Don Monk's answer confirms my expectation; let me now also provide a more precise statement and a proof:

If $A$ is a Boolean algebra with a trivial automorphism group, then the automorphism group of $A\times A$ is canonically isomorphic to $(A,+)$, acting by $a\cdot(b,c)=((1-a)b+ac,(1-a)c+ab)$.

By Stone duality, this amounts to proving: if $X$ is a Stone space (totally disconnected, Hausdorff compact topological space) with trivial self-homeomorphism group, then any self-homeomorphism of $X\times\{-1,1\}$ is given by $(x,t)\mapsto (x,u(x)t)$ where $u$ is a continuous function $X\to\{-1,1\}$.

To prove the latter, let us first check that for any two clopen subsets $Y,Z$ of $X$ and homeomorphism $h:Y\to Z$, we have $Y=Z$ and $h$ is the identity. Indeed, otherwise there exists $y\in Y$ such that $h(y)\neq y$. By passing to smaller clopen subsets, we can then assume that $Y$ and $Z$ are disjoint. Then we can extend $h$ to a self-homeomorphism of $X$, as equal to $h^{-1}$ on $Z$ and identity elsewhere. (Note that in this part, we use that $X$ is Hausdorff with a basis of clopen subsets, but compactness does not play any role).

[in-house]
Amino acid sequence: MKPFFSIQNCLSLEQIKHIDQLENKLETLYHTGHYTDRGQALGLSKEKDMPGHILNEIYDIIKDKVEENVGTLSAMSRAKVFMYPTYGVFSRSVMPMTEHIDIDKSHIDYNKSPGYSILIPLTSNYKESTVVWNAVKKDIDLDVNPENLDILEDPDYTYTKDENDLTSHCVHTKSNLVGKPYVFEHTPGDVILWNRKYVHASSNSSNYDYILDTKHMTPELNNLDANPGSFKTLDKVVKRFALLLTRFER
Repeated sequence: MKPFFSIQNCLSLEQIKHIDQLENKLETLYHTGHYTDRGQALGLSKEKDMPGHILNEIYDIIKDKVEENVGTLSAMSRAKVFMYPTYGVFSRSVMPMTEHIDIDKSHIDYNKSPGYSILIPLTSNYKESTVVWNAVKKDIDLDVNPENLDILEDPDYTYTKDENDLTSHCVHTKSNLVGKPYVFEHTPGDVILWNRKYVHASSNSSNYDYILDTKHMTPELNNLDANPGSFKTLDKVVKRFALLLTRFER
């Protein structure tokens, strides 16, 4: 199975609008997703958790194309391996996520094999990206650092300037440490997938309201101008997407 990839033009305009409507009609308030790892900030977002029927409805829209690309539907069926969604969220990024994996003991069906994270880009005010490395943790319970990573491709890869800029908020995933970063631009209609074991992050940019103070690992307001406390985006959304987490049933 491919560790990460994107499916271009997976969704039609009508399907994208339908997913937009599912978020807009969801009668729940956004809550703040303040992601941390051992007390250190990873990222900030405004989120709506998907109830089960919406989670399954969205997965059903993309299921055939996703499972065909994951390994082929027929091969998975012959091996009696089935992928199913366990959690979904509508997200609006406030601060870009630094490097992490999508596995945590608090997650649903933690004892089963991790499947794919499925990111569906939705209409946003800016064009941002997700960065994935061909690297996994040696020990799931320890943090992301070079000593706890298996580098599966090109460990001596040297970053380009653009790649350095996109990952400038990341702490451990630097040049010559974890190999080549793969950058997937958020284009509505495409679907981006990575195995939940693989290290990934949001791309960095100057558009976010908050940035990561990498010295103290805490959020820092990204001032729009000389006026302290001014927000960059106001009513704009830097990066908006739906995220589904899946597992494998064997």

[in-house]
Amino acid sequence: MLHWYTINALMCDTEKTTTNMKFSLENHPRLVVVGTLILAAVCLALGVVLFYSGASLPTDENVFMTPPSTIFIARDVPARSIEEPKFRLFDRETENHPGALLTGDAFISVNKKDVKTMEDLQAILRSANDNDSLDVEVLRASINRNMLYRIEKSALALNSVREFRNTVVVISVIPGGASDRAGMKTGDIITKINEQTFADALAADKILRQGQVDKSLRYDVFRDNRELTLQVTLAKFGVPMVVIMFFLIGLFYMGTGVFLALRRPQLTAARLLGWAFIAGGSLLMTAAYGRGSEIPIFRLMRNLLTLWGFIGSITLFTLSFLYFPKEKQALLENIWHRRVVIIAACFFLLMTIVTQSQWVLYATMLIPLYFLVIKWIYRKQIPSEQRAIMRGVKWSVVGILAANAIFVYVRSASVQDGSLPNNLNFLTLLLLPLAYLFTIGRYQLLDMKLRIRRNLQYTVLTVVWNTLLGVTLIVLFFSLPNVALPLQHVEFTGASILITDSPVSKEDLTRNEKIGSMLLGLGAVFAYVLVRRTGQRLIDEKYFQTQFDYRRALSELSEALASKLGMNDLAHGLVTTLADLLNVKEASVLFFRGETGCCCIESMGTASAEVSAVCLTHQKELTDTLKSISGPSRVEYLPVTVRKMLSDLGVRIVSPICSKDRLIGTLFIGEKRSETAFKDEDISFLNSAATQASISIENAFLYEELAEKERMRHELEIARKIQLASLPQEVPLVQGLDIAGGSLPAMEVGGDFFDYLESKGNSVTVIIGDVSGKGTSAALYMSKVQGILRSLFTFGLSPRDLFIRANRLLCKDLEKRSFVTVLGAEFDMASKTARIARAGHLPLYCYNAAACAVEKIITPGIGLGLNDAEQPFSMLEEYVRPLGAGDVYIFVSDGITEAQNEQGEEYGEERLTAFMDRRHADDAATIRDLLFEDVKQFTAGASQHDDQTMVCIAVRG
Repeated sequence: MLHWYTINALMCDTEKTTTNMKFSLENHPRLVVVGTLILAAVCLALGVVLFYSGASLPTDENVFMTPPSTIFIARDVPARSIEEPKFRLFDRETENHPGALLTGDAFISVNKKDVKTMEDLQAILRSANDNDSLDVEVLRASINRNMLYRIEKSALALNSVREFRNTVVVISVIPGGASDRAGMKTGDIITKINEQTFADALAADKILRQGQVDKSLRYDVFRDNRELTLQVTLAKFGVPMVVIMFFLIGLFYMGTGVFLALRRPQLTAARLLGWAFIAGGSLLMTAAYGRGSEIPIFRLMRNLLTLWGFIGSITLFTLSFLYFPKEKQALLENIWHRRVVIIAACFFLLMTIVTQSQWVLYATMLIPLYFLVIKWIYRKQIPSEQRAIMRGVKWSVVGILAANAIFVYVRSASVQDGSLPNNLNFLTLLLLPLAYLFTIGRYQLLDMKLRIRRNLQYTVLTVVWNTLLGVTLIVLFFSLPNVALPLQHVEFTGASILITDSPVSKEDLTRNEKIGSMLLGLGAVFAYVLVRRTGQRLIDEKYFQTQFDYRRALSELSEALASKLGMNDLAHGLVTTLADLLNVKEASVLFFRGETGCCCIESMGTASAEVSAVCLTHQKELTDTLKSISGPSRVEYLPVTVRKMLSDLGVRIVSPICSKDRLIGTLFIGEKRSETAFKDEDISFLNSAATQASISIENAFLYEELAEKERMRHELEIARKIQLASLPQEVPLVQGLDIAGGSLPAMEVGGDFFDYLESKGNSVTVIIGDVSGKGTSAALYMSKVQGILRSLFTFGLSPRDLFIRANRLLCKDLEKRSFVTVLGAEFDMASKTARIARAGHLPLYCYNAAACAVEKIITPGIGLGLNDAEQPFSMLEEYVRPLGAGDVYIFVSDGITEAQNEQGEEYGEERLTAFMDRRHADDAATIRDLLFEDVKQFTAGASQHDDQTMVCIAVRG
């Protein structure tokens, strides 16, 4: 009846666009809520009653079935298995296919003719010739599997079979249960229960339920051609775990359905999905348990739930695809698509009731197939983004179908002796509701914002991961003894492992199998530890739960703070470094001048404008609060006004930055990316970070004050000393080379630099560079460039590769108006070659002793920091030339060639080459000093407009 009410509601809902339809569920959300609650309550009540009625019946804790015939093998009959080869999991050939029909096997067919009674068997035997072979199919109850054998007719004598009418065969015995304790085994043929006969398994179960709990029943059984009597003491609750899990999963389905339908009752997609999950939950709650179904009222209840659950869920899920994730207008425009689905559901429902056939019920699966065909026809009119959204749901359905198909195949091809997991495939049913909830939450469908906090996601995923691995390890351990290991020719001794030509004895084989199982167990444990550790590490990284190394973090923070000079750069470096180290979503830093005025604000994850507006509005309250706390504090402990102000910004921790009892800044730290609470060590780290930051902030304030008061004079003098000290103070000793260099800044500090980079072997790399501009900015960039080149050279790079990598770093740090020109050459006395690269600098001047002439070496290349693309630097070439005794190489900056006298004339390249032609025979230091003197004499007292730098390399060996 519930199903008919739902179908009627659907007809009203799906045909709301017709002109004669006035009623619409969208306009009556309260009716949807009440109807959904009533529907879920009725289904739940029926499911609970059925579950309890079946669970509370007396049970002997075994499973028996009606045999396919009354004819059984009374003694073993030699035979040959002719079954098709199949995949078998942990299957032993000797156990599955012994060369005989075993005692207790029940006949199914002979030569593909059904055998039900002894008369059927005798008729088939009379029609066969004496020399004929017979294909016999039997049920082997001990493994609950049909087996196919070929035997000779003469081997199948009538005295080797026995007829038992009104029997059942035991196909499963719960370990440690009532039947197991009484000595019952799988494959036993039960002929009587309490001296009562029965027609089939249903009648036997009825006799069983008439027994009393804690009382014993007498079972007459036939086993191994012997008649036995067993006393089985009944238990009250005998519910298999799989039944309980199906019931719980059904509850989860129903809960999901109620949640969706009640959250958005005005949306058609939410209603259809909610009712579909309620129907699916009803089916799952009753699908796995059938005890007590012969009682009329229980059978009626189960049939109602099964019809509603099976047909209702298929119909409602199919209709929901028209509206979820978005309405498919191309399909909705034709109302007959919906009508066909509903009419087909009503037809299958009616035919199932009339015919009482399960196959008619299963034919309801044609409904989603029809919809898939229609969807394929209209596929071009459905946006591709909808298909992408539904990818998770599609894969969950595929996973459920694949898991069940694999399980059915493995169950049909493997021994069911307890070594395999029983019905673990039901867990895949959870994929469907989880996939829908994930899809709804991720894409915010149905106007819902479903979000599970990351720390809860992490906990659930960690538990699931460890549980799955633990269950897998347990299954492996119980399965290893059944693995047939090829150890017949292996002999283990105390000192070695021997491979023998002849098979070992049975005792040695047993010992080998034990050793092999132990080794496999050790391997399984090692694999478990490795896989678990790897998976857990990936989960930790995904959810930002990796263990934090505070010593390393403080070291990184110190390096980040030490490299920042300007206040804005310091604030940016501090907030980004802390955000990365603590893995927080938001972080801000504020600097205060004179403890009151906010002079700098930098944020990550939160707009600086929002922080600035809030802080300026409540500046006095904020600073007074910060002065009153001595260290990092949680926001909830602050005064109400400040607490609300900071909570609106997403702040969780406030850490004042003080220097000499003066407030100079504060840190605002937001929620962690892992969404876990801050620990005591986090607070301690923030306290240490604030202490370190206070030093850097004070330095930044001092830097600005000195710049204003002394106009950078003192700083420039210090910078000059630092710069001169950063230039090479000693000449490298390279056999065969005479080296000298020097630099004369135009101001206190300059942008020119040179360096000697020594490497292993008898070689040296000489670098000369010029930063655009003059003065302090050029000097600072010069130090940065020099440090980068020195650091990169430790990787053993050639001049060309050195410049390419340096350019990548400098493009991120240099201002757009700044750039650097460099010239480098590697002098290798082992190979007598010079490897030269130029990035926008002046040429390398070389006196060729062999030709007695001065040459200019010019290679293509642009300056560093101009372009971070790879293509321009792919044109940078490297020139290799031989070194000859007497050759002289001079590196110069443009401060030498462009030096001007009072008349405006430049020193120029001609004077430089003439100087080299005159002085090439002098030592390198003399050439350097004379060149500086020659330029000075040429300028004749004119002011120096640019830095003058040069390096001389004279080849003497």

Then it's easy to conclude. Let $h$ be a self-homeomorphism of $X\times\{-1,1\}$. Call "component" the two subsets $X\times\{t\}$. We find a finite clopen partition of $X$ such that for each part $Y$ of the partition, each of $Y\times\{t\}$ is mapped into a single component. Then by the previous fact on partial homeomorphism, we have $h(y,t)=(y,s(y,t))$ for some $s(y,t)\in\{-1,1\}$ (which is constant when $y$ varies in $Y$). By injectivity, we have $s(y,1)=-s(y,-1)$. So we can write $s(y,t)=u(y)t$. $\Box$

Similarly, for a finite set $F$, the automorphism group of $X\times F$ consists of the $(x,t)\mapsto (x,\sigma(x)(t))$, where $\sigma$ ranges over the continuous functions $X\to\mathfrak{S}(F)$. The corresponding Boolean algebra action can be described accordingly.